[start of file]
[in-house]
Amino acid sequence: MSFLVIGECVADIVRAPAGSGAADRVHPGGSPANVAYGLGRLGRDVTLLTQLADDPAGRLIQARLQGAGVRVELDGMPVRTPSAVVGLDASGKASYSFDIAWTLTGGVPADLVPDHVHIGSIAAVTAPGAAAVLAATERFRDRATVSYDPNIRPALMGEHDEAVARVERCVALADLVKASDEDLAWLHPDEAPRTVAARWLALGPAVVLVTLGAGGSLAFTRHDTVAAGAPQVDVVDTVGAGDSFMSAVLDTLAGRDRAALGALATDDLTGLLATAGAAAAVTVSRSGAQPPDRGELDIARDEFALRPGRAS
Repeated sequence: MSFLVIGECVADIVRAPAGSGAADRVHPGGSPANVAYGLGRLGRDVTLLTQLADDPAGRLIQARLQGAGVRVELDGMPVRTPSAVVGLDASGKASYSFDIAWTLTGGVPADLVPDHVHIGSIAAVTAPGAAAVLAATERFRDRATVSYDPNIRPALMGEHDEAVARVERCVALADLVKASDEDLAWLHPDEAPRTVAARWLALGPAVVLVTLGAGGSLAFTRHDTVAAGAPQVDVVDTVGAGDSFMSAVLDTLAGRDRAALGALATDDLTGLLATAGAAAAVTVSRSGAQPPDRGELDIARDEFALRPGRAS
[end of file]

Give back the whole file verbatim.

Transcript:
[in-house]
Amino acid sequence: MSFLVIGECVADIVRAPAGSGAADRVHPGGSPANVAYGLGRLGRDVTLLTQLADDPAGRLIQARLQGAGVRVELDGMPVRTPSAVVGLDASGKASYSFDIAWTLTGGVPADLVPDHVHIGSIAAVTAPGAAAVLAATERFRDRATVSYDPNIRPALMGEHDEAVARVERCVALADLVKASDEDLAWLHPDEAPRTVAARWLALGPAVVLVTLGAGGSLAFTRHDTVAAGAPQVDVVDTVGAGDSFMSAVLDTLAGRDRAALGALATDDLTGLLATAGAAAAVTVSRSGAQPPDRGELDIARDEFALRPGRAS
Repeated sequence: MSFLVIGECVADIVRAPAGSGAADRVHPGGSPANVAYGLGRLGRDVTLLTQLADDPAGRLIQARLQGAGVRVELDGMPVRTPSAVVGLDASGKASYSFDIAWTLTGGVPADLVPDHVHIGSIAAVTAPGAAAVLAATERFRDRATVSYDPNIRPALMGEHDEAVARVERCVALADLVKASDEDLAWLHPDEAPRTVAARWLALGPAVVLVTLGAGGSLAFTRHDTVAAGAPQVDVVDTVGAGDSFMSAVLDTLAGRDRAALGALATDDLTGLLATAGAAAAVTVSRSGAQPPDRGELDIARDEFALRPGRAS